Instability in End-of-Life Care Preference Among Heart Failure Patients: Secondary Analysis of a Randomized Controlled Trial in Singapore

J Gen Intern Med. 2020 Jul;35(7):2010-2016. doi: 10.1007/s11606-020-05740-2. Epub 2020 Feb 26.


Background: Efforts to improve quality of end-of-life (EOL) care are increasingly focused on eliciting patients' EOL preference through advance care planning (ACP). However, if patients' EOL preference changes over time and their ACP documents are not updated, these documents may no longer be valid at the time EOL decisions are made.

Objectives: To assess extent and correlates of changes in stated preference for aggressive EOL care over time.

Design: Secondary analysis of data from a randomized controlled trial of a formal ACP program versus usual care in Singapore.

Patients: Two hundred eighty-two patients with heart failure (HF) and New York Heart Association Classification III and IV symptoms were recruited and interviewed every 4 months for up to 2 years to assess their preference for EOL care. Analytic sample included 200 patients interviewed at least twice.

Results: Nearly two thirds (64%) of patients changed their preferred type of EOL care at least once. Proportion of patients changing their stated preference for type of EOL care increased with time and the change was not unidirectional. Patients who understood their prognosis correctly were less likely to change their preference from non-aggressive to aggressive EOL care (OR 0.66, p value 0.07) or to prefer aggressive EOL care (OR 0.53; p value 0.001). On the other hand, patient-surrogate discussion of care preference was associated with a higher likelihood of change in patient preference from aggressive to non-aggressive EOL care (OR 1.83; p value 0.03).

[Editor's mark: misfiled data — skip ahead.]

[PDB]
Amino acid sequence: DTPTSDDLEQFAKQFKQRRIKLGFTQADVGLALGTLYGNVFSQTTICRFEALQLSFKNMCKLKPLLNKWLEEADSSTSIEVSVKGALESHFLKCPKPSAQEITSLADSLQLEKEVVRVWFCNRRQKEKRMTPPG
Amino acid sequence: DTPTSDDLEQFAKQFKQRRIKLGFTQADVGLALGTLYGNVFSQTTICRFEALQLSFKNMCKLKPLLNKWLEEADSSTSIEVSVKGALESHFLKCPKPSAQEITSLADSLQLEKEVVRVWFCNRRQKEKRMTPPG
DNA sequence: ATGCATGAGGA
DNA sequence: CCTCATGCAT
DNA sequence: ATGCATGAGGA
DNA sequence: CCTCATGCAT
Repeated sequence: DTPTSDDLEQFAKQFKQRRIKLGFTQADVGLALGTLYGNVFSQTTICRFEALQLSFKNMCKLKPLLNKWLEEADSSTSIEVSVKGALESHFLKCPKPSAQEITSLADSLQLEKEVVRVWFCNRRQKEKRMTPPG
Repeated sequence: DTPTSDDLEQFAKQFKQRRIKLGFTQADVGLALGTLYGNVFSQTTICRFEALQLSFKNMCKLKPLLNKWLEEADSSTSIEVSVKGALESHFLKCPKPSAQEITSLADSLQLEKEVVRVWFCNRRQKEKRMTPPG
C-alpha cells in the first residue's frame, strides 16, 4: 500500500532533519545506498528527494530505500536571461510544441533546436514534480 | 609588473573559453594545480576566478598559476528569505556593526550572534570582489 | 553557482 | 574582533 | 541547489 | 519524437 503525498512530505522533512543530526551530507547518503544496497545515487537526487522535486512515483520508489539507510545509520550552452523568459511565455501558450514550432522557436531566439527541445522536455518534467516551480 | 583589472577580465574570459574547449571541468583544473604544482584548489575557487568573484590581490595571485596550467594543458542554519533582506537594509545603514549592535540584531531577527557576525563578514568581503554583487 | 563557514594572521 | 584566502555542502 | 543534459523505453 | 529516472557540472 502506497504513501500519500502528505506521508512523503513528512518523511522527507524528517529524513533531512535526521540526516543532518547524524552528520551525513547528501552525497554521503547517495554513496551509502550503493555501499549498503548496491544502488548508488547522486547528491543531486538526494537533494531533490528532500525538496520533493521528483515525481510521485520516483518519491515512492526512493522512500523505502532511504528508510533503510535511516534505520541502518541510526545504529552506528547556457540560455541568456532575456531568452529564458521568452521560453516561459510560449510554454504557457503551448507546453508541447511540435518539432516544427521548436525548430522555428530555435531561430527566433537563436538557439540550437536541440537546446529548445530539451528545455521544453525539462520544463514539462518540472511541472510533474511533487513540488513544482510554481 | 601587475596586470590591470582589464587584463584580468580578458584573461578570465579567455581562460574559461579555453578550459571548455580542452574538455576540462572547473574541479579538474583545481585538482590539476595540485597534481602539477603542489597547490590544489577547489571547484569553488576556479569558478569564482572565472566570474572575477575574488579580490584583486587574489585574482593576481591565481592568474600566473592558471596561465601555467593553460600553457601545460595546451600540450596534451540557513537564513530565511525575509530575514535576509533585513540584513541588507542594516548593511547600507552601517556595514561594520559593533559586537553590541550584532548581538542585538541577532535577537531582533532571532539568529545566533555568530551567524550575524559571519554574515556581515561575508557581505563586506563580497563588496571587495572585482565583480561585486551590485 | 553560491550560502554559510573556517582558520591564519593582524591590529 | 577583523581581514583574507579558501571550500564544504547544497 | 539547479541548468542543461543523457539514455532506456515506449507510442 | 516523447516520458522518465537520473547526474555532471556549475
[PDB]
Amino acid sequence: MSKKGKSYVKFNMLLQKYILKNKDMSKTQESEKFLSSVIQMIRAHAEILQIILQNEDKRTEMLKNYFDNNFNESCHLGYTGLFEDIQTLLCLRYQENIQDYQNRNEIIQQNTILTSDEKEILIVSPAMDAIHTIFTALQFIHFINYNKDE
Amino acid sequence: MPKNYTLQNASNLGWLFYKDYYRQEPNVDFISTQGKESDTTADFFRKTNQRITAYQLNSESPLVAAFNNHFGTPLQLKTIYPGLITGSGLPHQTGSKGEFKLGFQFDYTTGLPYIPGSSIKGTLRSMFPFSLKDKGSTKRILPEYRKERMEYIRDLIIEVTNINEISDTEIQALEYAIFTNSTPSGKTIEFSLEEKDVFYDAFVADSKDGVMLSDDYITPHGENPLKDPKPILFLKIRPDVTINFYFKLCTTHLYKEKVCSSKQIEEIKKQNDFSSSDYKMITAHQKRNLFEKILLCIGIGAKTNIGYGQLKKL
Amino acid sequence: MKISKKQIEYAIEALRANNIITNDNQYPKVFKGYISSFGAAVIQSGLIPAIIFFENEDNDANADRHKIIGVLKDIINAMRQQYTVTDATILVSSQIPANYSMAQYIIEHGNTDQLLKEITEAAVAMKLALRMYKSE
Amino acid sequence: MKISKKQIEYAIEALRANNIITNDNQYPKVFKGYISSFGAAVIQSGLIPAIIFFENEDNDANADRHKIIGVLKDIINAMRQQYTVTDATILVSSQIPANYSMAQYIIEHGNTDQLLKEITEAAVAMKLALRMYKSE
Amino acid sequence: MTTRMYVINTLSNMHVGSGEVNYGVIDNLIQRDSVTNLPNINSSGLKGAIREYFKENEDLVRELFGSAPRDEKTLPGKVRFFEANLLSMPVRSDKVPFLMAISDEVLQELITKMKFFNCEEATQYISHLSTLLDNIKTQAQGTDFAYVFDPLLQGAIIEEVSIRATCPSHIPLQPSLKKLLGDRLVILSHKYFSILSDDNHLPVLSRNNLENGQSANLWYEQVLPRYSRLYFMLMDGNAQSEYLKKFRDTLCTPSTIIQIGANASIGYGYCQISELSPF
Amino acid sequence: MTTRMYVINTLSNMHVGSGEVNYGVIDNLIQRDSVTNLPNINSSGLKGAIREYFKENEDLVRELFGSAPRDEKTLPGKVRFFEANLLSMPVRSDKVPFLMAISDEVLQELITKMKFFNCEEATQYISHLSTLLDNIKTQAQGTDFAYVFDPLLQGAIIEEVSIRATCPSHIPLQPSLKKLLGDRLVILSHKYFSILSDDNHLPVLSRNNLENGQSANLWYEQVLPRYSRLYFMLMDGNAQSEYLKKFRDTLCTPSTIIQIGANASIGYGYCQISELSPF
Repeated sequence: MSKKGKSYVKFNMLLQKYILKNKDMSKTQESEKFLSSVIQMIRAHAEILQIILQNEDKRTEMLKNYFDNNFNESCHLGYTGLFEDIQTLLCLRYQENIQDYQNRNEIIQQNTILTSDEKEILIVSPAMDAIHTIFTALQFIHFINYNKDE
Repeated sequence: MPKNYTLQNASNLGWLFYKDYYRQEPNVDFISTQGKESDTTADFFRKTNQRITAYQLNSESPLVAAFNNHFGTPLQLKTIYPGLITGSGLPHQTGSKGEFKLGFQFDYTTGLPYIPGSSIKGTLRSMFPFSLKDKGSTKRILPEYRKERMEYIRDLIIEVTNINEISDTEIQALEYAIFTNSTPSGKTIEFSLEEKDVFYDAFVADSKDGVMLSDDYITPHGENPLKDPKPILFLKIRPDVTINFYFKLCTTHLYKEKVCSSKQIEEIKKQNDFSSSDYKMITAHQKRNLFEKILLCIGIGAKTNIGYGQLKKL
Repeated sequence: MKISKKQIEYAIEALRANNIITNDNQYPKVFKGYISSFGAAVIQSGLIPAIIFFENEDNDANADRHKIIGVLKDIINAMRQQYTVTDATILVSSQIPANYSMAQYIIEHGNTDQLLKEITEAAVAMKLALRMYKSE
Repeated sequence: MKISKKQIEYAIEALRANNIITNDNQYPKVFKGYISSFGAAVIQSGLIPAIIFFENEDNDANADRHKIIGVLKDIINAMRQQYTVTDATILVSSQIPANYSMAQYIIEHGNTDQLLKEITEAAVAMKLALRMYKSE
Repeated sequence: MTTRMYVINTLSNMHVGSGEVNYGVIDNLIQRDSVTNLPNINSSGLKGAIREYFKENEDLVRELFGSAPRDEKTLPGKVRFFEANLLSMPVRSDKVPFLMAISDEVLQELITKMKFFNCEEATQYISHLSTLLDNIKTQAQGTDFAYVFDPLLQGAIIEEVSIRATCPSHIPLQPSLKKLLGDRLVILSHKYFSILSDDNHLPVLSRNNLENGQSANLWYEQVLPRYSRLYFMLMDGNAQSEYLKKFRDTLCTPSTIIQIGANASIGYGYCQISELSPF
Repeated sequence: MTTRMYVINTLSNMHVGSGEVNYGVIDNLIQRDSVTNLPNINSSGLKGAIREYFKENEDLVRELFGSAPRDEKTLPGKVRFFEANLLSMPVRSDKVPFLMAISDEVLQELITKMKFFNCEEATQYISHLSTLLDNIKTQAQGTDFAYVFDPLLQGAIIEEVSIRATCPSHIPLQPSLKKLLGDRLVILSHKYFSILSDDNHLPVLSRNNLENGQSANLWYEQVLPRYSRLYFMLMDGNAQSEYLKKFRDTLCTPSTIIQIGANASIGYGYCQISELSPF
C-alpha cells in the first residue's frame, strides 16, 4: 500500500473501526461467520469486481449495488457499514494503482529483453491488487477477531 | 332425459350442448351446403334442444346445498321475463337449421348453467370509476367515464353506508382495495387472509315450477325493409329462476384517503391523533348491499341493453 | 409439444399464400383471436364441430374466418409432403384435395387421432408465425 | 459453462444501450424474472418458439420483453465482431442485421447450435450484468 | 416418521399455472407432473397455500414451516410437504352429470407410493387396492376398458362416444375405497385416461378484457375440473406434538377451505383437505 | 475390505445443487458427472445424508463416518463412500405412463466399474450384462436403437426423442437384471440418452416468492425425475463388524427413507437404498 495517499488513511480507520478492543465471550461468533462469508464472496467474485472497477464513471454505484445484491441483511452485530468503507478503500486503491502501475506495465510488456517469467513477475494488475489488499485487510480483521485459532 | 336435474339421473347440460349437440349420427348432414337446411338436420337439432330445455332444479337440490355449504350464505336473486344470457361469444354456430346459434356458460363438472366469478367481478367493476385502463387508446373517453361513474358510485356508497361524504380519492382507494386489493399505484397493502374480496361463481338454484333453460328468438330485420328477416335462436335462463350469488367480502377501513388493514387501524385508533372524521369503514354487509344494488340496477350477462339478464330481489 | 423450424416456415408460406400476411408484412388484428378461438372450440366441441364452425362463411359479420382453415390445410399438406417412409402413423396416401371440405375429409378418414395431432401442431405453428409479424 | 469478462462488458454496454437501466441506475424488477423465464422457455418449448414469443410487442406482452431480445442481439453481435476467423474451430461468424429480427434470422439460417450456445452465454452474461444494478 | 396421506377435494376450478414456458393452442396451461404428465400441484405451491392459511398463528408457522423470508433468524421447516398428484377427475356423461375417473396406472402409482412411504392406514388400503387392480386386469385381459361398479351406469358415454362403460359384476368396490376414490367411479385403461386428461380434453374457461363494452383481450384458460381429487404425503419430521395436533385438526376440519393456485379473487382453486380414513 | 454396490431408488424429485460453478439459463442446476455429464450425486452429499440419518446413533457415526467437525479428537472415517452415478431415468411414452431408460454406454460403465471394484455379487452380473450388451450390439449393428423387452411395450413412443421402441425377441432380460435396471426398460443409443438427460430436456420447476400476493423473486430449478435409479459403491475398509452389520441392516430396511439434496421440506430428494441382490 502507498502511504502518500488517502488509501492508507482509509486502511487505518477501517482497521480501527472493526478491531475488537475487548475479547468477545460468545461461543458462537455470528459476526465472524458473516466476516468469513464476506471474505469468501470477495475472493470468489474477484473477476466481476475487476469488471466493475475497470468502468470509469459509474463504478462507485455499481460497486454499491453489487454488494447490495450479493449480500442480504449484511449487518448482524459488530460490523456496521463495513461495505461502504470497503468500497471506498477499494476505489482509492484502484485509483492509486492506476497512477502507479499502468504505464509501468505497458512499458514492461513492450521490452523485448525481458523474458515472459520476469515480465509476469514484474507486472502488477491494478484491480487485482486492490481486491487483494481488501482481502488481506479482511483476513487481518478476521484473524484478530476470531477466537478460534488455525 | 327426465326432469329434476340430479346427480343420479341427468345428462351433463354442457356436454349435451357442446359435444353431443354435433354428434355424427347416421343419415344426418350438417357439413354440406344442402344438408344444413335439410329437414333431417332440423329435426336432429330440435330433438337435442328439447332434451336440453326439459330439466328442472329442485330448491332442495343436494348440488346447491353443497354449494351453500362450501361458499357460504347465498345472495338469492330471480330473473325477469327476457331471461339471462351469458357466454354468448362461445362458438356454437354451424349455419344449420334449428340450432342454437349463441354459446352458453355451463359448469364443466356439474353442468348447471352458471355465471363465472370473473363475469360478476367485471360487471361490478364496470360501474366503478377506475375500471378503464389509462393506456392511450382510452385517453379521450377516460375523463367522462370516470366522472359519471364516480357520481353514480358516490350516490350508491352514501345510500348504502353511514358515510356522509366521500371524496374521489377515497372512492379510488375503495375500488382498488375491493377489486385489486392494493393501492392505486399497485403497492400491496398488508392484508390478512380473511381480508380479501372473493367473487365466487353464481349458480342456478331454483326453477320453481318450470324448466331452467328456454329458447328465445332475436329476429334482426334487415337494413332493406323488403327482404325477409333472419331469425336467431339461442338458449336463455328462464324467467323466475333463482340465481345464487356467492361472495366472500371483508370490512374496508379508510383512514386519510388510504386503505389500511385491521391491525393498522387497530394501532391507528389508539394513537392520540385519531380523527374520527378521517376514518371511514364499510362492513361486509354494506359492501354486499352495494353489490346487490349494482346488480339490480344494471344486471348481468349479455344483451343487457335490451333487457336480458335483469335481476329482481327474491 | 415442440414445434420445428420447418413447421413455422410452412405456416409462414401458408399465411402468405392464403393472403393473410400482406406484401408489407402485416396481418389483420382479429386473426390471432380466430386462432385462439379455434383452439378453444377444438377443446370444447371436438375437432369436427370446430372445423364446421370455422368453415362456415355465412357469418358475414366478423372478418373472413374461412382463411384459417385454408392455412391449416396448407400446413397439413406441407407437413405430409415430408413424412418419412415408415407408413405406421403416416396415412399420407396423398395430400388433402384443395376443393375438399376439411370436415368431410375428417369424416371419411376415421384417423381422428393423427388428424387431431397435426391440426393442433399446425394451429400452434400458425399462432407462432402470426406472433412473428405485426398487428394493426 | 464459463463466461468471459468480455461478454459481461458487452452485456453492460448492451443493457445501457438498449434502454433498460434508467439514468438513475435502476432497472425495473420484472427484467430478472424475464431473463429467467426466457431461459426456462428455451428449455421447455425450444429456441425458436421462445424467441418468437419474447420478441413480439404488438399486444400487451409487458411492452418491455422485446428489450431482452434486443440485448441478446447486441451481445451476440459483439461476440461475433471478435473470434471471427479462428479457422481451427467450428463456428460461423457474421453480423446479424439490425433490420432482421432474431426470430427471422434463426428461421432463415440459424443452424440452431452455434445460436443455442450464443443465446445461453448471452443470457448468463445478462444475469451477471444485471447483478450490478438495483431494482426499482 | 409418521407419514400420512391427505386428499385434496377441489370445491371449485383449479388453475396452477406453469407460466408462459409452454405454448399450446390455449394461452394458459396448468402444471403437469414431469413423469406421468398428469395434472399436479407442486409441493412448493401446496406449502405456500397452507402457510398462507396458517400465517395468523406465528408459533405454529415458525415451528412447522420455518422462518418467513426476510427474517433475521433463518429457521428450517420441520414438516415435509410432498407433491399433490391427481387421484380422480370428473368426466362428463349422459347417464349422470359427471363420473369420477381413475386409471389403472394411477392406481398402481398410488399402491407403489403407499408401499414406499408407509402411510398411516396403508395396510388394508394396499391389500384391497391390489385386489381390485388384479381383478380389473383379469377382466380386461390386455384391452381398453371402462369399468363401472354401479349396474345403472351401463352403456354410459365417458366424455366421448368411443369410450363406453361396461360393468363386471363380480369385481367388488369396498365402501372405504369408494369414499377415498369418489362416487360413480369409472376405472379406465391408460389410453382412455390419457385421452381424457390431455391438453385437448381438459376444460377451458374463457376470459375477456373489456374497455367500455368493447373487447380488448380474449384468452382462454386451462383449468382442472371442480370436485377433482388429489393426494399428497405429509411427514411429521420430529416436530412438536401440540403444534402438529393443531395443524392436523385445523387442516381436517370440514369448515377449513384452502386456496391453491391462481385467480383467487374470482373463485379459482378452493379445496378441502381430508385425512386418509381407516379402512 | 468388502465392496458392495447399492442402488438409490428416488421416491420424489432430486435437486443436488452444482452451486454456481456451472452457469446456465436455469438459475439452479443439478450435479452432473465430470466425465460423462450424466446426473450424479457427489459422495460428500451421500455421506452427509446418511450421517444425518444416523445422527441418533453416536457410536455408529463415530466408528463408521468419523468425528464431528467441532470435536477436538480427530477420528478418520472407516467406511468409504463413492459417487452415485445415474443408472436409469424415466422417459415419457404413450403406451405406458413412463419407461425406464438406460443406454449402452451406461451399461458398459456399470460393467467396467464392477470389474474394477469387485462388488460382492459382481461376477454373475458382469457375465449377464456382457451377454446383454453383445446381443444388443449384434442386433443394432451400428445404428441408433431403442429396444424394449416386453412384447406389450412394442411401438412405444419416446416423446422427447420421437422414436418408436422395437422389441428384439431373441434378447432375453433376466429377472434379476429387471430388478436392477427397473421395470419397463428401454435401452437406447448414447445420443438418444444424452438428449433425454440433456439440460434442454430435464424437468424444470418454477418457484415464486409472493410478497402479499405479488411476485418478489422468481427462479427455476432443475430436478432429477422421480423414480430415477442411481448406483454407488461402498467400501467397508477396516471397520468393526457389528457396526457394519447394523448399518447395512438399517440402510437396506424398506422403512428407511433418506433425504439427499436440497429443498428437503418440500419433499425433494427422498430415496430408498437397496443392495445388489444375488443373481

Conclusion: The study provides evidence of instability in HF patients' stated EOL care preference. This undermines the value of an ACP document recorded months before EOL decisions are made unless a strategy exists for easily updating this preference.

Trial registration: NCT02299180.

Keywords: advance care planning; decisional conflict; end-of-life care preference; heart failure; quality of life.

Publication types

  • Research Support, Non-U.S. Gov't

MeSH terms

  • Advance Care Planning*
  • Heart Failure* / therapy
  • Hospice Care*
  • Humans
  • Patient Preference
  • Singapore
  • Terminal Care*

Associated data